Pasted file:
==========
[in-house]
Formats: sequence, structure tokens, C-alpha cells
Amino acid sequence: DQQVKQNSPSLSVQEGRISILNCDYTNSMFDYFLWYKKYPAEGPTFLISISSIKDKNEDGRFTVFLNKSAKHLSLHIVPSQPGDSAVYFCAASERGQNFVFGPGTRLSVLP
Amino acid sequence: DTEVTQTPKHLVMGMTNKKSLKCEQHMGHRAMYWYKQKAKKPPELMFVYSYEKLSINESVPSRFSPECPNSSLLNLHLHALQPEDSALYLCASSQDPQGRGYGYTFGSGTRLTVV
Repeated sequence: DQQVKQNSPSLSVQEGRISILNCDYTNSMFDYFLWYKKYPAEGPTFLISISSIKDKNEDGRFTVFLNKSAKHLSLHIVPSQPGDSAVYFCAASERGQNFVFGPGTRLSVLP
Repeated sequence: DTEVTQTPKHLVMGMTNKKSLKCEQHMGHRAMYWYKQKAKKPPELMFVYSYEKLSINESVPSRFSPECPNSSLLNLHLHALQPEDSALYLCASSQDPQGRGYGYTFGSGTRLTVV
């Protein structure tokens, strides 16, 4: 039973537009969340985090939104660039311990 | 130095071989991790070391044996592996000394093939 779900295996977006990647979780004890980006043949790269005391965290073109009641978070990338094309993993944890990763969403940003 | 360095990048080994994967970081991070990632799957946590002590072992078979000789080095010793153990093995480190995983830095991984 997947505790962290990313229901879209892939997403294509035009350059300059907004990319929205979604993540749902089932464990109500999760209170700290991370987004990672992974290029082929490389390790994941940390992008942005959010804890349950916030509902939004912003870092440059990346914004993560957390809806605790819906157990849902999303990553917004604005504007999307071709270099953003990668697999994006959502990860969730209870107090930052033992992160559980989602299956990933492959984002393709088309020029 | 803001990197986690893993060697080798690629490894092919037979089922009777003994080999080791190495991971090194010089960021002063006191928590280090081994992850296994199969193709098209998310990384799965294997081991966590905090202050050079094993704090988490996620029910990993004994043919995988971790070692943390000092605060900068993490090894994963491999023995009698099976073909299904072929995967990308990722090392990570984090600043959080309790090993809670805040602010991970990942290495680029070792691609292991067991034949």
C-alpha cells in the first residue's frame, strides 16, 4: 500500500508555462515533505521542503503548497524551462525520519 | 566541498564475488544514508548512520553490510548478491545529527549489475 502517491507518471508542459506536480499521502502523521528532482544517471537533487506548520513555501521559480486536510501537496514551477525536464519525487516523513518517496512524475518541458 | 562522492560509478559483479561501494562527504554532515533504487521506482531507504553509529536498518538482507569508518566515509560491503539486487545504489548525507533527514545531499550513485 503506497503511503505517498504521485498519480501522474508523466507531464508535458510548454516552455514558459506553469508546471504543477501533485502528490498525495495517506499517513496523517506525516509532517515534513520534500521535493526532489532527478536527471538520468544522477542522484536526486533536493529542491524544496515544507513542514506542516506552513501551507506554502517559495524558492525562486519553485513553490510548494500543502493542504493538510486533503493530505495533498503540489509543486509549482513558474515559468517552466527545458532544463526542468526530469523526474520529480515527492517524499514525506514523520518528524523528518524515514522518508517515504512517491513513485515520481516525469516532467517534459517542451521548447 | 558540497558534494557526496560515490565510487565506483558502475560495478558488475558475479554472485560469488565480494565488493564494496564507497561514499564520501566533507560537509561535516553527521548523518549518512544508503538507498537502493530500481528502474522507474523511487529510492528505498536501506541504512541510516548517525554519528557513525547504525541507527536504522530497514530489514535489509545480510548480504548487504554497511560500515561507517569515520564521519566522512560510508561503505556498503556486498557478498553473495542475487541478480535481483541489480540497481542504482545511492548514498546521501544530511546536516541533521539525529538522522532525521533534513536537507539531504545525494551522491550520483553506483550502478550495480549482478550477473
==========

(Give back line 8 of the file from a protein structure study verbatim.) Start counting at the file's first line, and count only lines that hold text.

C-alpha cells in the first residue's frame, strides 16, 4: 500500500508555462515533505521542503503548497524551462525520519 | 566541498564475488544514508548512520553490510548478491545529527549489475 502517491507518471508542459506536480499521502502523521528532482544517471537533487506548520513555501521559480486536510501537496514551477525536464519525487516523513518517496512524475518541458 | 562522492560509478559483479561501494562527504554532515533504487521506482531507504553509529536498518538482507569508518566515509560491503539486487545504489548525507533527514545531499550513485 503506497503511503505517498504521485498519480501522474508523466507531464508535458510548454516552455514558459506553469508546471504543477501533485502528490498525495495517506499517513496523517506525516509532517515534513520534500521535493526532489532527478536527471538520468544522477542522484536526486533536493529542491524544496515544507513542514506542516506552513501551507506554502517559495524558492525562486519553485513553490510548494500543502493542504493538510486533503493530505495533498503540489509543486509549482513558474515559468517552466527545458532544463526542468526530469523526474520529480515527492517524499514525506514523520518528524523528518524515514522518508517515504512517491513513485515520481516525469516532467517534459517542451521548447 | 558540497558534494557526496560515490565510487565506483558502475560495478558488475558475479554472485560469488565480494565488493564494496564507497561514499564520501566533507560537509561535516553527521548523518549518512544508503538507498537502493530500481528502474522507474523511487529510492528505498536501506541504512541510516548517525554519528557513525547504525541507527536504522530497514530489514535489509545480510548480504548487504554497511560500515561507517569515520564521519566522512560510508561503505556498503556486498557478498553473495542475487541478480535481483541489480540497481542504482545511492548514498546521501544530511546536516541533521539525529538522522532525521533534513536537507539531504545525494551522491550520483553506483550502478550495480549482478550477473